On what can Trump learn from Bush’s speech…

  • “Trump doesn’t really need to, and he shouldn’t, be super specific about policy. Instead, he should appeal to the history of the nation and the future of politics. That’s one of the basic things you see in Bush’s speech. You can also see that it’s very important to appeal to unity. The most important problem after an election is coming back together as a nation, and that was very true in 2001 and very true now, too.”

On the greatest challenge of healing a country after winning without the popular vote…

  • “The 2016 election was very divisive, but what may be a bigger issue is that we don’t have a simple media system that helps us recover anymore. It’s now a very complex media world. The internet allows us to view politics through shattered glass. It doesn’t matter what Trump says so much because it will be mediated by countless interpreters and each of us can view it through whichever shard of glass we choose to give a different perspective we like. It’s hard to have a unified discussion of the speech because of how fractured its interpretations will be. As a result, we will have a difficult time discovering unity as a country. Even 15 years ago when Bush won, there were fewer media lenses and websites, so it was easier to come together after an election as opposed to now, when studies show people are more partisan and more committed and entrenched in their ideals. “

On reports that Trump will write his own speech for the Inaugural address…

  • “That’s definitely very atypical and against the trend. All the way back to at least Franklin Roosevelt, presidents have had speechwriters help them write their speeches. We know very well, and it is very established, that presidents have speech writers, and this is considered to be the most important speech to use a speechwriter for because of the unique opportunity it presents and the challenges the timing provides.”

Voth is SMU’s director of debate and an associate professor of corporate communications and public affairs

Can discuss:

  • debate prep
  • debate strategy
  • comparisons between this debate season and the 2012 election’s debate season

Ben Voth

 

 
 TRUMP PRESIDENCY WILL BE WHOLE NEW BALL GAME FOR MEDIA, NEW AND OLD
 

JAKE BATSELL
jbatsell@mail.smu.edu

On Trump’s reliance on Twitter as opposed to traditional press conferences…

  • “It’s certainly more interesting that Trump has Twitter, but there’s been a lot of concern these past few weeks about how Trump can use Twitter as a one-way megaphone to define the day’s news agenda and distract from other things he’d rather the press not pay attention to. It’s critical to have news conferences where there is give and take between the president or the president-elect and the media, so follow-up questions can be asked that he may choose to ignore on Twitter. The President of the United States can’t rely solely on Twitter to convey his intentions to the American people.”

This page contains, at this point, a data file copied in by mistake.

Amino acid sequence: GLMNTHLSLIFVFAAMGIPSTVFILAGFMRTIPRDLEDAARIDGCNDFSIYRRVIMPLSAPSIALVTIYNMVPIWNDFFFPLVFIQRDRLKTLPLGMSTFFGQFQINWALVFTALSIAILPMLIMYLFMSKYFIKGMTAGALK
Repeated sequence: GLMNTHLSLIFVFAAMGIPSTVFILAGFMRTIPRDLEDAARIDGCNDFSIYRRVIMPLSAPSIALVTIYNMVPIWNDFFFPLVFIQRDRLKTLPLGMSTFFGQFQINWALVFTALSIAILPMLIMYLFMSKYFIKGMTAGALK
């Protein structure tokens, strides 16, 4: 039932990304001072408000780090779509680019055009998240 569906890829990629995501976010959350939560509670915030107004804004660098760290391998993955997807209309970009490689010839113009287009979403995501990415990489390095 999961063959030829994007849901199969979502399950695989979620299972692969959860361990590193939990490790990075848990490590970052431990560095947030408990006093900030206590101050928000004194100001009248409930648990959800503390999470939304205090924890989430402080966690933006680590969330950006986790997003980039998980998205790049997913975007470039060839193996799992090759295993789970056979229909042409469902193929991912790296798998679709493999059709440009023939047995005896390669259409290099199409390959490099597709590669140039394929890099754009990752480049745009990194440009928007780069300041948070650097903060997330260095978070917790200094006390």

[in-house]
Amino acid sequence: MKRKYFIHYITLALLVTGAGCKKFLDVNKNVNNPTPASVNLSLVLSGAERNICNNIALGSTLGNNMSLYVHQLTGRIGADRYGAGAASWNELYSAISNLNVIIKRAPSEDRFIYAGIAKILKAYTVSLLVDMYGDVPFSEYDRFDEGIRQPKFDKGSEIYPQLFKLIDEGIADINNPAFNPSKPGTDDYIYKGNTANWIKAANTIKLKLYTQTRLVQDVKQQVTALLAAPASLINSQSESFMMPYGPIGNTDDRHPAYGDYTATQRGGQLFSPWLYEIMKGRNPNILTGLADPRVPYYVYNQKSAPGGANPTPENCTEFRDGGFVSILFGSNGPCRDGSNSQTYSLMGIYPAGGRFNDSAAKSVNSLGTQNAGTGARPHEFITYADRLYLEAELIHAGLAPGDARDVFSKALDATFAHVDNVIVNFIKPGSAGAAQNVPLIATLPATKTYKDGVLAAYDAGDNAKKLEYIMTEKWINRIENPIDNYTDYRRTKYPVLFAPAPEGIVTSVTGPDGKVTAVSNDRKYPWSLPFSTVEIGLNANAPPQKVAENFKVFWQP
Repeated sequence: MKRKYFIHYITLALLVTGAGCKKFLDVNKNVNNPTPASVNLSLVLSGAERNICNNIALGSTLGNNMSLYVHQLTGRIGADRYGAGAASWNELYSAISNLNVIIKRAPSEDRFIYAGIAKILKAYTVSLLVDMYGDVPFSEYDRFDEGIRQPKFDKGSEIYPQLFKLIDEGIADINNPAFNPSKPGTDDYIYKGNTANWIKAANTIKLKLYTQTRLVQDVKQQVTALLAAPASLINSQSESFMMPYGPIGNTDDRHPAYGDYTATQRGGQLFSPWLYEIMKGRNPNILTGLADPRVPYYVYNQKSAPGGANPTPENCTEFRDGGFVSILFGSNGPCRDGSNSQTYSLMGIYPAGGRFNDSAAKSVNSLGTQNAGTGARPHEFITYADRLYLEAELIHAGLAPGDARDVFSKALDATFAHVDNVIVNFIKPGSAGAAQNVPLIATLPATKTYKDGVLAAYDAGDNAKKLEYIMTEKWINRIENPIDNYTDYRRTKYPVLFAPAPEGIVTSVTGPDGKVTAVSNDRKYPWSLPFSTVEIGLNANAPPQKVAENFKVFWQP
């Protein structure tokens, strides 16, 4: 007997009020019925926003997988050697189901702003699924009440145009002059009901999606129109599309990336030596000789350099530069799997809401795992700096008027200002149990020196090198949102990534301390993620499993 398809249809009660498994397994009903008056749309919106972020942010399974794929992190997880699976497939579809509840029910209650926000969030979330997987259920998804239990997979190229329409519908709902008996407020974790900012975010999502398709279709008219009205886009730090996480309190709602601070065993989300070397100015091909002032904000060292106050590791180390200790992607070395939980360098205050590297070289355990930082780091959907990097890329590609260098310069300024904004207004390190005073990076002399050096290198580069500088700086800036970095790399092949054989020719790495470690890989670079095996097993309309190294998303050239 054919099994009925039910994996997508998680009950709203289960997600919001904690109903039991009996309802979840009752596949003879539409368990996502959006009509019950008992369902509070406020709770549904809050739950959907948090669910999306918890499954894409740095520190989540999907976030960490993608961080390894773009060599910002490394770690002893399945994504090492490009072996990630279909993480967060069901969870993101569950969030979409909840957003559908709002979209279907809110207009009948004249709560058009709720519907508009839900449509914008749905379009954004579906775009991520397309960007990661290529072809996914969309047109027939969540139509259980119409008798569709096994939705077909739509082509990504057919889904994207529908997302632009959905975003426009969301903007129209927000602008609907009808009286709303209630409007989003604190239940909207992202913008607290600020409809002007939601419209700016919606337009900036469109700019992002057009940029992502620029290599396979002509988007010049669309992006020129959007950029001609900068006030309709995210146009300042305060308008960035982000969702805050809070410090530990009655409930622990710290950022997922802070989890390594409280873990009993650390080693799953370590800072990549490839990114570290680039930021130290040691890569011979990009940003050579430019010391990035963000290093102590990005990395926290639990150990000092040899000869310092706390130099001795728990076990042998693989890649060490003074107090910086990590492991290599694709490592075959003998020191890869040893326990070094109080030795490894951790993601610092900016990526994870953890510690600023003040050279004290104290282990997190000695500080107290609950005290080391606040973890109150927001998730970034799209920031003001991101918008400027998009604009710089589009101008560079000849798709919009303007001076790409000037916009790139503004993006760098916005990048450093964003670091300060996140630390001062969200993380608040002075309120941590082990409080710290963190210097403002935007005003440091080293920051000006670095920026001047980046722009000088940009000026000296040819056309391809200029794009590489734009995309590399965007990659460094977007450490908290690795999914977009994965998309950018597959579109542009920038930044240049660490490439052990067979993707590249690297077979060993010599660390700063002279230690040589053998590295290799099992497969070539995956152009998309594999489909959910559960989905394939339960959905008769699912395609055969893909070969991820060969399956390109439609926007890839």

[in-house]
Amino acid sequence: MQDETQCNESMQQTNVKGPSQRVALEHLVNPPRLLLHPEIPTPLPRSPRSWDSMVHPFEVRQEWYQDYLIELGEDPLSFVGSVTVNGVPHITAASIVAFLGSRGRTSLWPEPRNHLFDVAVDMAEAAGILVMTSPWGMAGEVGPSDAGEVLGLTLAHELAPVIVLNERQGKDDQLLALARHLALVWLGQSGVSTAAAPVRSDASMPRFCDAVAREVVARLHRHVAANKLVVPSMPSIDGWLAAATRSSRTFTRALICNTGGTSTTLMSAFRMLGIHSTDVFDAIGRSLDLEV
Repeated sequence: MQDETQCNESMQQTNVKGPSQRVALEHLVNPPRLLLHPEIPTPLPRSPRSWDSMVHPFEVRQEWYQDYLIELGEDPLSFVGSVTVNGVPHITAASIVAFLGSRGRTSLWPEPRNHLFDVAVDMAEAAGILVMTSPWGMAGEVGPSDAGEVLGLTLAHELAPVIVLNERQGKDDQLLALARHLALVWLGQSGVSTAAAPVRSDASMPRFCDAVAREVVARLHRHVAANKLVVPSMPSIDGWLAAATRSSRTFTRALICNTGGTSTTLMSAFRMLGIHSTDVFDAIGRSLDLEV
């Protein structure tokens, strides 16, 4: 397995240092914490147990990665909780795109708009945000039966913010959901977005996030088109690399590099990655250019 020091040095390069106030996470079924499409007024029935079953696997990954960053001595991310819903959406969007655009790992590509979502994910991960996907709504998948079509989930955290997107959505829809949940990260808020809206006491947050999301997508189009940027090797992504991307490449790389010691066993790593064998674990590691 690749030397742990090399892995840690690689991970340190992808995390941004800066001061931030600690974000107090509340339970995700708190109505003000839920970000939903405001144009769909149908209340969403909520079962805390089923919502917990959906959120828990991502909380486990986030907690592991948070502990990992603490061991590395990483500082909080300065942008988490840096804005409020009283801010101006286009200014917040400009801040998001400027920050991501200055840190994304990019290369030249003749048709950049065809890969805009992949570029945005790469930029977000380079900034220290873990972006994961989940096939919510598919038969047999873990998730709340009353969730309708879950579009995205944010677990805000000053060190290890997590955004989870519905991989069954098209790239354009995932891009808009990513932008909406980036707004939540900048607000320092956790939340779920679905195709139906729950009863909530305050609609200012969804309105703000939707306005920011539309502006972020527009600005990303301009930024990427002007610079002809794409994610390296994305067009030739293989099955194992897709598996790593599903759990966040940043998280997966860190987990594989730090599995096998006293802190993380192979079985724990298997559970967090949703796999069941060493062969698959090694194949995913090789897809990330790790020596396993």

On Trump’s continued antagonism of traditional media…

  • “It’s not clear that he has shifted from campaign mode to governing mode. Antagonizing the media obviously worked well for him in campaign mode, but in governing mode he has to at least cooperate in a civil manner with the press to articulate the goals and accomplishments of his administration. He may not embrace the press – there’s always an antagonistic relationship between the president and the media – but it’s important to have a civil, working relationship to communicate goals and objectives and he hasn’t established that yet. It will be interesting, especially after inauguration day, to see if those tactics change.”

On whether “Truth” will make a comeback after “Post-truth” dominated 2016…

  • “I sure hope truth makes a comeback in 2017. We’ve seen promising signs, like the NYT seeing subscriptions rise after the election, Non-profit publications like ProPublica seeing a jump in subscriptions and even Vanity Fair seeing a jump in subscriptions after Trump tweeted something negative about them. One would hope his relentless attacks on the media will spur the American public to understand how important truthful reporting really is, to the point where they’re willing to pay for digital subscriptions to bolster their news diet with credible and verified reporting as opposed to fake news from Macedonian teens.
  • “I sure hope politicians strive for more accuracy in their statements this year, but politicians who shared fake news or lied on Twitter in 2016 didn’t really face repercussions from the electorate for it. Now that some of these folks are shifting to governing mode, maybe the public will realize its essential for accountability to expect our public officials to share the truth.”

Batsell is an SMU associate professor of Journalism and a social media specialist

Books published:

Jake Batsell